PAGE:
“I’m trying to sit in this place now, realizing that I should’ve behaved better, and also knowing that I did not have the tools at the time to behave better. It’s the juxtaposition of, that was a bad choice; I didn’t know how at the time, but now I do,” she says. “I look back to season one and see a scared kid who felt like she was backed into a corner. I saw things as black and white and drew very harsh boundaries. I think that I needed that at the time. It harmed other people and … I wish that wasn’t the case, but I don’t get a do-over. I want to consistently make better choices.”

“The fundamental Christian world is very performance driven. They want to have the perfect family with the perfect kids, it’s all very idealized.”

While perhaps not on purpose, portraying her process of deconstruction — however messy — cracks open the gleaming veneer that often coats portrayals of fundamentalism on television.

Shiny Happy People, the documentary on the IBLP and the Duggar family, stresses the importance of image in certain fundamentalist communities. The public sees outward projections of traditional perfection — a strong father, a doting mother, and a litter of well-groomed and smiling children — to make the fundamentalist lifestyle more attractive, according to the documentary.

“The fundamental Christian world is very performance driven,” Olivia says. “They want to have the perfect family with the perfect kids, it’s all very idealized.”

That, she says, is particularly true when some fundamentalist families get television shows.

“For many years, fundamentalist Christian families have been given a platform and been idolized on TV without people actually understanding what’s going on behind the scenes,” she says. “Everyone looks at it like, these are large families with siblings who love each other and everybody’s close, and that’s something that’s missing in families today. These are families that are living off the land or being out in nature, there are so many good things here that we’re not seeing in today’s kids.”

Tia Levings, a writer, ex-fundamentalist, and author of “A Well-Trained Wife: My Escape from Christian Patriarchy,” calls it lifestyle evangelism, an effort to convert people to Christianity without making it so overt, by just presenting it as a desirable lifestyle, and often one that’s a wholesome alternative to the chaos of the current world.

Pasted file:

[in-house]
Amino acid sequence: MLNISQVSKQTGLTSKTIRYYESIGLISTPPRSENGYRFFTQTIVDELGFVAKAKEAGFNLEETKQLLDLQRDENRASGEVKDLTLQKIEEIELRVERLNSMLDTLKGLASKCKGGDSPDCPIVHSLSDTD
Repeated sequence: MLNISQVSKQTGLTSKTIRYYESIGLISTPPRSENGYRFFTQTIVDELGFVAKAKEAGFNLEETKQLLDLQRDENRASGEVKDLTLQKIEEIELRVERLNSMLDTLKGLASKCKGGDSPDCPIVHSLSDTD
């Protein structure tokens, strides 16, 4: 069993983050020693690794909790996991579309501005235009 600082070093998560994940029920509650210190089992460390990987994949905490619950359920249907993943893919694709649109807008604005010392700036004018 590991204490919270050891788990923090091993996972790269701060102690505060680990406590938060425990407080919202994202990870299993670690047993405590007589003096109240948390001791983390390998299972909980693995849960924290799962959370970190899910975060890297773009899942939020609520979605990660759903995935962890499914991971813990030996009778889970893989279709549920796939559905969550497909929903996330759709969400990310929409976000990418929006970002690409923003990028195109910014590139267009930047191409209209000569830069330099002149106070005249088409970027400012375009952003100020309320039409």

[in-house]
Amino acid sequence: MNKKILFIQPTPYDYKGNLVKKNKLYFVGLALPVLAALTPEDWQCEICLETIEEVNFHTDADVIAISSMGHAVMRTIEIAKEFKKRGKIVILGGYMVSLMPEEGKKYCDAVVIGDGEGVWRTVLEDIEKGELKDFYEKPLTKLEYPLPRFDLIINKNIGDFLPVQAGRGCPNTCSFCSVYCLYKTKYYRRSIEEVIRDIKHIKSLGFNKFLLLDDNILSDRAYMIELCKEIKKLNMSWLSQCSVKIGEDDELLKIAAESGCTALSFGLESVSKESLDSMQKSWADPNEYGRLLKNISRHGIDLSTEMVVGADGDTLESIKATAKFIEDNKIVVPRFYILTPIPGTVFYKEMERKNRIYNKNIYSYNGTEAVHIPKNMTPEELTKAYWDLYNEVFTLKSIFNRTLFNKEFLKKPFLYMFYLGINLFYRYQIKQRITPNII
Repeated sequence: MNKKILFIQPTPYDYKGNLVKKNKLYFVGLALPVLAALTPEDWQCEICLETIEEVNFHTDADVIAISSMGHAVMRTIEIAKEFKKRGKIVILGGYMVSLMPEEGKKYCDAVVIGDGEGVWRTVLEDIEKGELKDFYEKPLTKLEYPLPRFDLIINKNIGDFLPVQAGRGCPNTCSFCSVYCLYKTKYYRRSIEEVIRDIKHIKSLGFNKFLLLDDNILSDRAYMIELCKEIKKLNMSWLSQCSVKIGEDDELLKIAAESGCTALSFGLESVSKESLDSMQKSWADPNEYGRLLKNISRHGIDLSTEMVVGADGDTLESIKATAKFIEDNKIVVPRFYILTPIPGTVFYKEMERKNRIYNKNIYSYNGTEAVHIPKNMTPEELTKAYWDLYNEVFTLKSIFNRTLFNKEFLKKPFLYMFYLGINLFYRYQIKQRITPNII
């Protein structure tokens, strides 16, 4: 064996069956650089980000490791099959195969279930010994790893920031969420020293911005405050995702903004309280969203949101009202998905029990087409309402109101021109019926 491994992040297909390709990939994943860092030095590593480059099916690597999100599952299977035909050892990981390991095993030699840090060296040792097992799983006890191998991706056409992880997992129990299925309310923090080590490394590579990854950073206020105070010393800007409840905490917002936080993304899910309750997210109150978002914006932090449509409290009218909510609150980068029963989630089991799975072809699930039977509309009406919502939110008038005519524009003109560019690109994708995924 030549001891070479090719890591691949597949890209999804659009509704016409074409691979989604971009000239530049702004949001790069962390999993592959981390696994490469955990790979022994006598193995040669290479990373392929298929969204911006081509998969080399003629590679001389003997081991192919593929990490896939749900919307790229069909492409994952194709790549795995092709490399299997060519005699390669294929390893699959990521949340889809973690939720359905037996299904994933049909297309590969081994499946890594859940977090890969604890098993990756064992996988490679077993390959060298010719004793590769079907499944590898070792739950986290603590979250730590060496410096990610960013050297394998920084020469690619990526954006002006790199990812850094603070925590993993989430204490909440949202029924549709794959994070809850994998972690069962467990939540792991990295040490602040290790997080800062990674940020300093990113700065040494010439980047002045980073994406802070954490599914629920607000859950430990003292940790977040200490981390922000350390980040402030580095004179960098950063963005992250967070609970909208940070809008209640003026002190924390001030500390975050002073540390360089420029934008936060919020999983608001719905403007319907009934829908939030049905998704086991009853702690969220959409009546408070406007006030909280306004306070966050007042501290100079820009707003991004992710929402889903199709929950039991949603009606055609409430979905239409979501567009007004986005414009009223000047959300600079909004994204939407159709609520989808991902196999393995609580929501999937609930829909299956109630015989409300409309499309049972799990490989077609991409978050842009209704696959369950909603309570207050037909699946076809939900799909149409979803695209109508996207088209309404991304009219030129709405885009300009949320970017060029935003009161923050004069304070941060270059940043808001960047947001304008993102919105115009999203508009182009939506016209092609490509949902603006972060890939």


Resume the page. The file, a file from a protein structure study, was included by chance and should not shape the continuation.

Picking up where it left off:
“You’re going to demonstrate a beautiful aesthetic, the things everyone wants for themselves — happy relationships, a sense of safety, structure, order, clarity. We all crave the same things,” Levings says. “It comes with all the aspects of high control religion…all the darker themes we know are true when we start looking at those groups, but they don’t lead with that. They lead with, here’s a happy family, a pretty baby, a loving marriage, a good courtship, really clear gender roles. It’s a comfort to a chaotic environment to see people who [say they] have it already figured out, who seem to be thriving.”

But, both Levings and Olivia say that isn’t the full story.

“People aren’t talking about what actually happens behind the scenes, but if you look at the fundamental world, if you look at these fundamental families that are put on pedestals,” Olivia says there are often “skeletons in the closet.”

Olivia names the Duggar family as an example: The family starred in the show 19 Kids and Counting, which ran on TLC (the same network Plathville is on) for nine seasons, until it was canceled after news broke that Josh Duggar, the family’s oldest son, had allegedly molested five underage girls, some of whom, it was later revealed, were his sisters. While Duggar was never tried for those allegations, he told People at the time that he had “acted inexcusably” and “hurt others, including my family and close friends.” He said he “confessed [his] wrongdoing” to his parents when it happened. When that show was canceled in 2015, the family got a spin off called Counting On, which ended the same year that Josh Duggar was arrested for possessing and receiving child pornography. (Josh Duggar never appeared on Counting On; he was later convicted for his offense. Duggar appealed his conviction, but his appeal was denied.) There's no suggestion that Welcome to Plathville has any of the same kind of skeletons like the abuse that shadowed the Duggar family, but speaking about fundamentalism at large, Olivia says, “There are a lot of really ugly things that hide behind [it].”